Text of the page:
(See also Overview of Bacterial Skin Infections.)
Certain types of staphylococci bacteria secrete toxic substances that cause the top layer of the skin (epidermis) to split from the rest of the skin. Because the toxin spreads throughout the body, staphylococcal infection of a small area of skin may result in peeling over the entire body.
Staphylococcal scalded skin syndrome occurs almost exclusively in infants and children under the age of 6. It rarely occurs in older people except for those with kidney failure or a weakened immune system. Like other staphylococcal infections, staphylococcal scalded skin syndrome is contagious.
Symptoms of staphylococcal scalded skin syndrome begin with an isolated, crusted sore that may look like impetigo.
In newborns, the infection may appear in the diaper area or around the stump of the umbilical cord.
In older children, the face is the typical site of infection.
In adults, the infection may begin anywhere.
In all people with this disorder, the skin around the crusted sore becomes scarlet in color within 24 hours. These areas are painful. The skin may be extremely tender and have a wrinkled tissue paper–like consistency. Then, other large areas of skin distant from the initial infection, frequently areas of friction, such as skinfolds, and on the buttocks, hands, and feet, redden and develop blisters that break easily.
The top layer of the skin then begins peeling off, often in large sheets, with even slight touching or gentle pushing. The peeled areas look scalded. Within 2 to 3 days, the entire skin surface may be involved, and the person becomes very ill with a fever, chills, and weakness. With the loss of the protective skin barrier, other bacteria and infective organisms can easily penetrate the body, causing infections in those areas and in other areas, sometimes spreading through the bloodstream (sepsis). Also, critical amounts of fluid can be lost because of oozing and evaporation, resulting in dehydration.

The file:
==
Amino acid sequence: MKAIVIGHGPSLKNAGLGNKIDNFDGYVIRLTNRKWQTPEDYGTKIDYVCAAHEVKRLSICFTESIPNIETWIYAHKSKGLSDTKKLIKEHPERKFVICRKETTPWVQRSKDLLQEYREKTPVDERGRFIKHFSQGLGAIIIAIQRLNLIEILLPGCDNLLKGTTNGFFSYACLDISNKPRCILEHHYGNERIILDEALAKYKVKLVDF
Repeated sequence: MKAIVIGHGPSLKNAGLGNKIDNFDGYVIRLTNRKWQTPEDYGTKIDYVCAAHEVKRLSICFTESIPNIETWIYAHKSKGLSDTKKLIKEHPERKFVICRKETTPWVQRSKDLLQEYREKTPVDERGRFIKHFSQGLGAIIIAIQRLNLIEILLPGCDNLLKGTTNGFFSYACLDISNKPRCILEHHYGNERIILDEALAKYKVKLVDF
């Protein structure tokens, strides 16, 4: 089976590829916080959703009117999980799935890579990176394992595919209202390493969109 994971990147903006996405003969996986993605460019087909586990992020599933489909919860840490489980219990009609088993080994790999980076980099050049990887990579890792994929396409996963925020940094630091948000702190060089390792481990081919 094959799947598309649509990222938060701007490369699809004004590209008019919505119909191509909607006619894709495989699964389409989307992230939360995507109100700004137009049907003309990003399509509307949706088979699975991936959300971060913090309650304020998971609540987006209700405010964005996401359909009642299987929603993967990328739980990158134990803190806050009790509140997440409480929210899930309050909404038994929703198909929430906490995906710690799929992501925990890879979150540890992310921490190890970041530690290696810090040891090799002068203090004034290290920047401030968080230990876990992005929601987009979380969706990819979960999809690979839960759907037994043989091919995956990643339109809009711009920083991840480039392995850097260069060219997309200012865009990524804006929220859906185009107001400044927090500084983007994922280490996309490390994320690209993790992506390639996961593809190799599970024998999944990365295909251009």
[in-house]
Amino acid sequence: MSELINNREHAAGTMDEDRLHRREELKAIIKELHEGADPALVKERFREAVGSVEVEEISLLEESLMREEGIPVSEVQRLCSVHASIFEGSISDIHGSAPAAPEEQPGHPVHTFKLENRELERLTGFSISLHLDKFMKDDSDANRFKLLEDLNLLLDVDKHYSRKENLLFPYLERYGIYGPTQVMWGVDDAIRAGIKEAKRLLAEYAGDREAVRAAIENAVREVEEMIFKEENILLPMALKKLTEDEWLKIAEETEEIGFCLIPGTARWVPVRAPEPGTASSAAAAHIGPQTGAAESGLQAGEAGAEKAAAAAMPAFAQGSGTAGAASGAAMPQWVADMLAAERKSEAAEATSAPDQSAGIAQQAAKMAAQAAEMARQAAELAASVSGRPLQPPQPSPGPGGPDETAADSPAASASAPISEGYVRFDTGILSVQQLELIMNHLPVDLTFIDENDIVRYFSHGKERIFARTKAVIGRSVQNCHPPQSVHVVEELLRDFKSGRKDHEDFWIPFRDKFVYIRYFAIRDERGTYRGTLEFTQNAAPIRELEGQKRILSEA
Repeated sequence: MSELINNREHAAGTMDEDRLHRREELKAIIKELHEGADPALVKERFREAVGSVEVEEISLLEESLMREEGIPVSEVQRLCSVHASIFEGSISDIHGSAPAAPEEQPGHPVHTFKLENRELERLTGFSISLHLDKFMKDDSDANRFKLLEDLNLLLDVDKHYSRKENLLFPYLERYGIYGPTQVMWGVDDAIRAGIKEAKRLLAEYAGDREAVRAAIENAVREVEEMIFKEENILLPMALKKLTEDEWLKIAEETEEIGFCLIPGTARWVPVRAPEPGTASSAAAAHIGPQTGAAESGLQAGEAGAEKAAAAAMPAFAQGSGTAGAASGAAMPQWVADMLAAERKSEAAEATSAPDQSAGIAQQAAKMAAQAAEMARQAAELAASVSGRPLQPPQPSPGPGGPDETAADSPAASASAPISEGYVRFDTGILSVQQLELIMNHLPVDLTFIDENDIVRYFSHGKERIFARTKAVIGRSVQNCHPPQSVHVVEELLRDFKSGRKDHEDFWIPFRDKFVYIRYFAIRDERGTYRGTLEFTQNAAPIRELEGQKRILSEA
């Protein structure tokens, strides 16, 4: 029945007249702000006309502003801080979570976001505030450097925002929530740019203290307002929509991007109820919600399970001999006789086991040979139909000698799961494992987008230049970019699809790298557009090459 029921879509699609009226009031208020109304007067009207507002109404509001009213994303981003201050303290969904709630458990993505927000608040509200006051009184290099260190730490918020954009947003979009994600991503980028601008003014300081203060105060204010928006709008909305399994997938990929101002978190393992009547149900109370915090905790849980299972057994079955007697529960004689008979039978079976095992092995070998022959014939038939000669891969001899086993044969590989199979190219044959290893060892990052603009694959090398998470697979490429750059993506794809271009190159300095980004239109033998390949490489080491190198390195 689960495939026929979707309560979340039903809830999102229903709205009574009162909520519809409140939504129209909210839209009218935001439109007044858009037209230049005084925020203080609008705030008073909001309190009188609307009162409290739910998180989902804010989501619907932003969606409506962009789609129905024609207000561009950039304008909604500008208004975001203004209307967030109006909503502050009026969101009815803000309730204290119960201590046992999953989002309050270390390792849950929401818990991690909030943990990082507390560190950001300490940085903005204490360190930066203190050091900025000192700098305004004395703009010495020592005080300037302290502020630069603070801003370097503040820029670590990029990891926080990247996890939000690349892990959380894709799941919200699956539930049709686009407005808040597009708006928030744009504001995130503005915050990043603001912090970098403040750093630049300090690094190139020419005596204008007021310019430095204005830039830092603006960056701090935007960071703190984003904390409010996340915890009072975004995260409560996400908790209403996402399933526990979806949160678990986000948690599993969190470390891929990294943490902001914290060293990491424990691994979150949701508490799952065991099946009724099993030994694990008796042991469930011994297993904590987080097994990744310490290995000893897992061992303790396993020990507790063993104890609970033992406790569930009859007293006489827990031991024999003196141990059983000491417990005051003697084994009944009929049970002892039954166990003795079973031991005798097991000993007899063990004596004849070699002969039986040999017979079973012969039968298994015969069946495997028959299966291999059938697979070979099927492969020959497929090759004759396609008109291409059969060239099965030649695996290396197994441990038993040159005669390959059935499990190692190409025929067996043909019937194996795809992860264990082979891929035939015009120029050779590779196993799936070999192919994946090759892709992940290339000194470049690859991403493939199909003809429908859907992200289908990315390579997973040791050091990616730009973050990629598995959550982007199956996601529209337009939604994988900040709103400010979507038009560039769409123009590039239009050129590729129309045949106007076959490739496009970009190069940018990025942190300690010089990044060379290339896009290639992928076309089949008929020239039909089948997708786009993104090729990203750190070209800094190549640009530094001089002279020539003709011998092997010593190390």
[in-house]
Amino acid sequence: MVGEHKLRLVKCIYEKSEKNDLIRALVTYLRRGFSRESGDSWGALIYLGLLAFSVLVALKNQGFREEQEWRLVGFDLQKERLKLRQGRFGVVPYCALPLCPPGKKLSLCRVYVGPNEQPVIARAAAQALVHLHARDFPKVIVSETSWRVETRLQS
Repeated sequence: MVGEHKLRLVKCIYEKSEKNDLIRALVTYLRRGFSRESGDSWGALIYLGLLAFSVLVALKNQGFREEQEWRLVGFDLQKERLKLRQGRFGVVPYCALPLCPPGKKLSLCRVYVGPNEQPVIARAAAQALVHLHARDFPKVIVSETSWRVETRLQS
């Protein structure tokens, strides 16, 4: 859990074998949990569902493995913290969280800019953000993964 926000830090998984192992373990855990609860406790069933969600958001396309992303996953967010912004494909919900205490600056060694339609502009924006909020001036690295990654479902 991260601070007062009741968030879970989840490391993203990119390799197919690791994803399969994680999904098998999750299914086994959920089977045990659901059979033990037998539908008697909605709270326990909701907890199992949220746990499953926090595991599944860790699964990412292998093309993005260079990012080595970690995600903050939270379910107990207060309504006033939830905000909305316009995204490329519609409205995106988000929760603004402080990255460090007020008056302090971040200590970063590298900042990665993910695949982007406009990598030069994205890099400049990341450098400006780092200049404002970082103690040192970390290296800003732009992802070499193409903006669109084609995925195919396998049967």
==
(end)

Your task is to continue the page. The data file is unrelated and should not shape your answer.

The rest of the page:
The diagnosis of staphylococcal scalded skin syndrome is made by the appearance of skin peeling after an apparent staphylococcal infection.
If no signs of staphylococcal infection are observed, doctors often do a biopsy, in which a small piece of skin is removed and sent to the laboratory to be tested. Swabs taken from the nose, the thin mucous membrane that covers the eyes (conjunctiva), the throat, and the nasal passages and upper throat (nasopharynx), samples of blood and urine, and samples taken from the area where doctors think the infection started (such as the umbilical cord or skin) are sent to the laboratory to be cultured for bacteria.
Treatment of staphylococcal scalded skin syndrome is with antibiotics given by vein and later by mouth.
Doctors give people who have a widespread infection and oozing sores the same treatment they give to people who have been burned (see Severe burns). If possible, people are treated in a burn unit. Skin moisturizers (emollients) may be used to help protect the skin.